These past few months have seen us with fiestas coming out of our ears, as towns and villages across the island have stepped up to put on their annual autumn shows.

Whether it’s a simple ‘produce’ fair showcasing honey, or a two day extravaganza like ‘Dijous Bo’ showcasing everything under the island sun, the input and enthusiasm surrounding these events is astounding.

Some fairs are very low key, others are wildly boisterous. Yet irrespective of size or content the emotion behind the island’s ‘fiesta’ tradition commands great respect.
Having lived on the island for the best part of fifteen years, and visiting for over thirty, I have witnessed a fair amount of fiestas, along with all the parades, dancers, musicians, demonis, drummers, fire runs etc. that make their anticipated appearances year after year, fiesta after fiesta.

But like most dedicated followers who regularly patronise these annual events, Other Half and I never get fed up or bored with it all, even if we have been there before, done it all and bought the T’shirt.
We both simply love it, and adore all the local fairs and traditions that keep Majorca’s valued culture alive and kicking by hosting these wonderful, island wide entertainments.

But all this culture comes at a price, and I don’t mean the obvious financial cost.
I’m talking about the dedicated teams of organisers and performers who regularly give up hours of their time in order to keep these local customs living and breathing for future generations to enjoy.

Take traditional Majorcan folk dancing for example.

Those colourful troupes, consisting of both male and female dancers, are accompanied by singers and musicians, all of whom are committed and dedicated to hours of practice and rehearsal, simply for our entertainment.

The dancers start learning the moves as young as four years old, and although it all begins as a bit of fun at school, it’s the passion for preserving the island’s history of tradition that drives these performers onwards.

It is probably a bit easier for the girls to grow up and become part of a regular dance troupe.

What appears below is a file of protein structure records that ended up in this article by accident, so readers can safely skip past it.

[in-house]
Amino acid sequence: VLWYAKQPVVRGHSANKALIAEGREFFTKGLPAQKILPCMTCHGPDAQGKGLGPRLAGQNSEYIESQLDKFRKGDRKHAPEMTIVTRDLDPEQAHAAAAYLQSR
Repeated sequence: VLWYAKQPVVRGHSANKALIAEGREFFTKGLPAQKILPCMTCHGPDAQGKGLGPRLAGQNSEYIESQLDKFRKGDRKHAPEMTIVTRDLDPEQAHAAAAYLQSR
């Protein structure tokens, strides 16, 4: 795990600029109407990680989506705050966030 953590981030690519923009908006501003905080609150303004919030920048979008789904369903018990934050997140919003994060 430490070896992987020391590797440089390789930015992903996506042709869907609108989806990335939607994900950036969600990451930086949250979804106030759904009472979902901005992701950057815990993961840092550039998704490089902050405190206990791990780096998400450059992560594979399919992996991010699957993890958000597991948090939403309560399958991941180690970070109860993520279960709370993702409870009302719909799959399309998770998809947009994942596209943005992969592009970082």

For the boys, I imagine it takes a lot more determination to continue with dance classes and constant rehearsals when there is the permanent distraction from x-box, computers, social media and lads’ stuff that could easily drive potential dancers of around fourteen/fifteen years old, ‘off piste’.
So a big ‘well done’ to all those lads who smash it, and support the valued preservation of their age old customs and traditions.

The musicians, ‘xeremiers’ and ‘batucada’ drummers also start very young, and are as equally committed to the cause. Although, as an outsider, it might seem much more fun for a fourteen year old lad to bash a noisy drum than spin himself dizzy in baggy pantaloons and dance pumps.

That’s why they are all so individually brilliant for embracing and celebrating these heart felt traditions which have been passed down from generation to generation, and taken responsibility for keeping the identity of Majorcan culture current and available to the masses.

Very few of these enthusiastic performers are professional.

Most hold down jobs and simply volunteer their talent out of sheer generosity for the occasion.

The same goes for all those volunteers who, although not performing themselves, are helping out in the background to make the party swing.

When you think how some youth cultures spend most of their time stressing over how many ‘likes’ their latest selfie posting has flagged up, it makes me proud to be living in a community alongside these youngsters who are not blatantly wasting their lives with trivia, but contributing to a very real and living lifestyle, because they care about their cultural future.

We once witnessed a spectacular display by ‘dimonis’ and ‘correfocs’ at a cultural feria in Mancor de la Vall.

It was raining that evening so touch and go as to whether the performance would actually take place.

Fortunately it did, and the dramatic show-piece was an explosion of pure theatre.
We have seen many ‘fire run’ performances before, but this extravaganza was absolutely outstanding, and yet another continued example of commitment to local story-telling and tradition.

The Majorcans, like their Spanish cousins, just love celebrating in crowds. They love their loud music, their rhythms of colour, lively laughter and the big get together, regardless of what is going on in the world around them.

They support their fiestas wholeheartedly, and that in itself takes a lot of commitment.
Just getting there can sometimes be a trial, what with parking (or no parking) the weather etc. But come rain or shine, nothing seems to dampen the Majorcan spirit when it comes to turning up for a free ‘do’.

And in a world where there’s not much to jump up and down about at the moment, thank goodness for island tradition!